Learning to Sew

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A Love That Lasts a Lifetime

By Jules Van Mil

If you’d like to find a hobby that develops your child’s physical, social and creative skills, learning to sew is the perfect activity. Sewing provides the perfect opportunity to develop skills that last a lifetime.

Cutting fabric, threading a needle and hand stitching helps promote fine motor skills and hand-eye coordination, critical to child development.

A hobby, such as sewing, teaches you to be patient and to follow instructions. When children are sewing they don’t realise how much they’re actually learning. To them, it’s just fun.

Have you ever been part of a sewing group? Each person works on an individual task, while sharing in the camaraderie that comes with a group activity. For children who are socially reserved, sewing in a group makes them feel included. It’s lovely to see children sitting around a table engrossed in sewing. They get such a thrill from making something and this helps to build self-esteem and confidence. Children will share ideas, equipment and help one another out.

Best of all, you don’t need to spend a fortune to start sewing—sewing needles, thread, fabric scissors and material are all that’s needed. Children are naturally creative and it doesn’t take long before they start coming up with their own ideas. Once a child masters the basic running stitch, they can sew just about anything. Sewing can be enjoyed on an intergenerational level. My own mother was not a sewer at all, but she encouraged me to learn. It was my grandmother who knew how to sew. First, I learnt how to hand stitch and then spent hours on her machine sewing up and down pieces of fabric. She taught me about stitch length, how to thread up the machine, fill a bobbin and change the sewing needle, and gave me my first sewing box, which I still have.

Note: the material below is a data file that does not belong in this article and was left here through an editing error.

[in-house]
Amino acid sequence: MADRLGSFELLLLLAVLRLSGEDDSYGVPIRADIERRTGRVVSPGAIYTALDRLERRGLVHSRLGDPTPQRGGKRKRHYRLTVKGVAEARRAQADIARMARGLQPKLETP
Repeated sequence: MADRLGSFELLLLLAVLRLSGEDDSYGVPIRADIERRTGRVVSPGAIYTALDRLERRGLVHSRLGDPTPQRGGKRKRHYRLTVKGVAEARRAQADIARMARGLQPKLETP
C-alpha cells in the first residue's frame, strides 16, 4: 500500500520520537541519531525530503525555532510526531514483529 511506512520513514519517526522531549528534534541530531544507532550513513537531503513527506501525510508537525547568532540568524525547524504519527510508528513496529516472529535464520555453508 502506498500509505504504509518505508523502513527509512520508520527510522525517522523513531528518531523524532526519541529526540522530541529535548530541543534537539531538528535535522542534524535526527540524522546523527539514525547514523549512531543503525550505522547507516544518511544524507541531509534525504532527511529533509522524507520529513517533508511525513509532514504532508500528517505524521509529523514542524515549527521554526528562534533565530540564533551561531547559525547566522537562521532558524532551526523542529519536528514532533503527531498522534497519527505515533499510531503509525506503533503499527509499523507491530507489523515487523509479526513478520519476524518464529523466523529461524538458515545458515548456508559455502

My love of sewing eventually lead to a career change. After studying design and pattern-making, I worked in the fashion industry, first as an assistant designer and then on the teaching staff at the Whitehouse Institute of Design. I eventually opened my own design studio, a Couture Bridal Wear business in Sydney.  After selling the business I turned my attention to writing, something I’d wanted to do since I first started teaching.

In 2018 I signed a two book publishing deal with Pan Macmillan Australia for my middle-grade series. The main character, Gemma Riley, is a highly creative 10-year-old girl who lives on the twelfth floor of her grandmother’s fashion house, the House of Bonafete. Gemma’s resourceful nature and her belief in, ‘doing a lot with a little’, helps save her grandmothers fashion business from ruin. The book also includes instructions on how to make the same items Gemma and her friends create—a fabric friendship heart and bag, a fashion storyboard and customised sneakers.

Creatively, I’ve come full circle. I’ve drawn on my experiences as a teacher, designer, patternmaker and machinist in creating the world of Gemma Riley. I hope Gemma inspires young readers to pick up a needle and thread. They just might discover a love that lasts a lifetime.

Click the images to download instruction sheet and templates!

Jules van Mil is a teacher, women’s wear designer and author of Gemma Riley and the Fashion Fiasco, Pan Macmillan, RRP $16.99

www.julesvanmil.com.

Peninsula Kids – Spring 2020

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